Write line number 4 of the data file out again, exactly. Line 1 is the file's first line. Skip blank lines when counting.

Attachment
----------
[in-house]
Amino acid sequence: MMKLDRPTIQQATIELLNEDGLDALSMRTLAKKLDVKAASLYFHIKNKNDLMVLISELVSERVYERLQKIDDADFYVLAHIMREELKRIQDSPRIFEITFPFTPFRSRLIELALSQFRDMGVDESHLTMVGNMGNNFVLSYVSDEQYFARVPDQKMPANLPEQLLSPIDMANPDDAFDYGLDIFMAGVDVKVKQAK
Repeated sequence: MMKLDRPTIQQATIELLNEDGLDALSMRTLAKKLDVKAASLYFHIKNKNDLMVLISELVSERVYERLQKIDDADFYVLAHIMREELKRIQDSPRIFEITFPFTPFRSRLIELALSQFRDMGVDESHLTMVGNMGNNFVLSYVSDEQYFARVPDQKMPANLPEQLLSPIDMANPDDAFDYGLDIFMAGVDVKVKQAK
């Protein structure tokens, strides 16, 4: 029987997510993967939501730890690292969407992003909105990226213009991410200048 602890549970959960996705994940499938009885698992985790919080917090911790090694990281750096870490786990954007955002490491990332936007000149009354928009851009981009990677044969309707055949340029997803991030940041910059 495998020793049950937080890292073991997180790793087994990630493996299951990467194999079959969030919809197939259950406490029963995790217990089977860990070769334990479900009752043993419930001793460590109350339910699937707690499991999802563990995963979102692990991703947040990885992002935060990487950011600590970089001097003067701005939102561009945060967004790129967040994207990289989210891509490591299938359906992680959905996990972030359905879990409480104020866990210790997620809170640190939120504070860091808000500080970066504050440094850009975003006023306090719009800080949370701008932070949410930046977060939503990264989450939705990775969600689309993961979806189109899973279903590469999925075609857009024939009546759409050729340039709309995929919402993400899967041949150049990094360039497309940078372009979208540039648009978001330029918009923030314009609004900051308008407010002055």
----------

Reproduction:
């Protein structure tokens, strides 16, 4: 029987997510993967939501730890690292969407992003909105990226213009991410200048 602890549970959960996705994940499938009885698992985790919080917090911790090694990281750096870490786990954007955002490491990332936007000149009354928009851009981009990677044969309707055949340029997803991030940041910059 495998020793049950937080890292073991997180790793087994990630493996299951990467194999079959969030919809197939259950406490029963995790217990089977860990070769334990479900009752043993419930001793460590109350339910699937707690499991999802563990995963979102692990991703947040990885992002935060990487950011600590970089001097003067701005939102561009945060967004790129967040994207990289989210891509490591299938359906992680959905996990972030359905879990409480104020866990210790997620809170640190939120504070860091808000500080970066504050440094850009975003006023306090719009800080949370701008932070949410930046977060939503990264989450939705990775969600689309993961979806189109899973279903590469999925075609857009024939009546759409050729340039709309995929919402993400899967041949150049990094360039497309940078372009979208540039648009978001330029918009923030314009609004900051308008407010002055």